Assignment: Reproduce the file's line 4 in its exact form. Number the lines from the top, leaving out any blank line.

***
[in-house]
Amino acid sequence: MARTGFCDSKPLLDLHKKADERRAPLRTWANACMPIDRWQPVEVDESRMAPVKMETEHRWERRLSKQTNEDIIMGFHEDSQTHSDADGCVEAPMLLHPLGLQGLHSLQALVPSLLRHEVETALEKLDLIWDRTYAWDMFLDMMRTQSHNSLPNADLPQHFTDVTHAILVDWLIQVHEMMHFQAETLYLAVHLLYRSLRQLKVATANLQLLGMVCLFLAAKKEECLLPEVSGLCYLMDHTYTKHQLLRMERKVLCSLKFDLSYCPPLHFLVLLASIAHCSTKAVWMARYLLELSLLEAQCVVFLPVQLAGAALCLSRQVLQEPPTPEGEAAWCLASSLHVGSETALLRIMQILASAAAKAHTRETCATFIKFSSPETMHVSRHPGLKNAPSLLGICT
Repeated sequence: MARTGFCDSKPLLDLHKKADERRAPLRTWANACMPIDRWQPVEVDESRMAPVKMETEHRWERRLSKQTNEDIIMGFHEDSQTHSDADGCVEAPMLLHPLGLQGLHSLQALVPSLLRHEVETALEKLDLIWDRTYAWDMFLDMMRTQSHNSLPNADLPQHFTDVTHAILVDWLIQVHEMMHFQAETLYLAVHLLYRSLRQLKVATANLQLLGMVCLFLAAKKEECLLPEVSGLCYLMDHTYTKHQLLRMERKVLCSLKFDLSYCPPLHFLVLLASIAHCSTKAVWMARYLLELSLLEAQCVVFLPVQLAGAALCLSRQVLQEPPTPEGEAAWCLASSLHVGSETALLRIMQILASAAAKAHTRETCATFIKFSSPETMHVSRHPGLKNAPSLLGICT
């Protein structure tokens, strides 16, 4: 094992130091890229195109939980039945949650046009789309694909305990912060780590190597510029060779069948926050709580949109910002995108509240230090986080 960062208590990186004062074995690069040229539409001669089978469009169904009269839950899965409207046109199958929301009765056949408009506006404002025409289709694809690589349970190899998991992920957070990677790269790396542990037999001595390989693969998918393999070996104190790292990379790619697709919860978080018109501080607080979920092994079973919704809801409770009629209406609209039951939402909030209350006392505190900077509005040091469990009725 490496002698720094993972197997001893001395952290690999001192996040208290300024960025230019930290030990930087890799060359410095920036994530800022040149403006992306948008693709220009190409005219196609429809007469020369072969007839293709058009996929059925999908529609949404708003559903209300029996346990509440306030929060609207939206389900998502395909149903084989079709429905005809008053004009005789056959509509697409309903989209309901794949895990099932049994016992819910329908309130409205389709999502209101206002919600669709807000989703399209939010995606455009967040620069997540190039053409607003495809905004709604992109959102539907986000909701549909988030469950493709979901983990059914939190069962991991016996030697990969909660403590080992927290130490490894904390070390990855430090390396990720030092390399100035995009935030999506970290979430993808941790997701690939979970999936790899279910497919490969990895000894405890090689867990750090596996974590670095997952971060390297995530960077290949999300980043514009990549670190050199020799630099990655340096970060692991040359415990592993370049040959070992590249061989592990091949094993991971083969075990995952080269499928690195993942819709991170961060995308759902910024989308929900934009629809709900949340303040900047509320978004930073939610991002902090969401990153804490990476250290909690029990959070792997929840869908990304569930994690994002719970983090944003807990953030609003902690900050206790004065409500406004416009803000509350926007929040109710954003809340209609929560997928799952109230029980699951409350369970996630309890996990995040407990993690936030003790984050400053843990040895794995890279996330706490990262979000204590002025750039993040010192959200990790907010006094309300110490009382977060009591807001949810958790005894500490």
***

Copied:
């Protein structure tokens, strides 16, 4: 094992130091890229195109939980039945949650046009789309694909305990912060780590190597510029060779069948926050709580949109910002995108509240230090986080 960062208590990186004062074995690069040229539409001669089978469009169904009269839950899965409207046109199958929301009765056949408009506006404002025409289709694809690589349970190899998991992920957070990677790269790396542990037999001595390989693969998918393999070996104190790292990379790619697709919860978080018109501080607080979920092994079973919704809801409770009629209406609209039951939402909030209350006392505190900077509005040091469990009725 490496002698720094993972197997001893001395952290690999001192996040208290300024960025230019930290030990930087890799060359410095920036994530800022040149403006992306948008693709220009190409005219196609429809007469020369072969007839293709058009996929059925999908529609949404708003559903209300029996346990509440306030929060609207939206389900998502395909149903084989079709429905005809008053004009005789056959509509697409309903989209309901794949895990099932049994016992819910329908309130409205389709999502209101206002919600669709807000989703399209939010995606455009967040620069997540190039053409607003495809905004709604992109959102539907986000909701549909988030469950493709979901983990059914939190069962991991016996030697990969909660403590080992927290130490490894904390070390990855430090390396990720030092390399100035995009935030999506970290979430993808941790997701690939979970999936790899279910497919490969990895000894405890090689867990750090596996974590670095997952971060390297995530960077290949999300980043514009990549670190050199020799630099990655340096970060692991040359415990592993370049040959070992590249061989592990091949094993991971083969075990995952080269499928690195993942819709991170961060995308759902910024989308929900934009629809709900949340303040900047509320978004930073939610991002902090969401990153804490990476250290909690029990959070792997929840869908990304569930994690994002719970983090944003807990953030609003902690900050206790004065409500406004416009803000509350926007929040109710954003809340209609929560997928799952109230029980699951409350369970996630309890996990995040407990993690936030003790984050400053843990040895794995890279996330706490990262979000204590002025750039993040010192959200990790907010006094309300110490009382977060009591807001949810958790005894500490």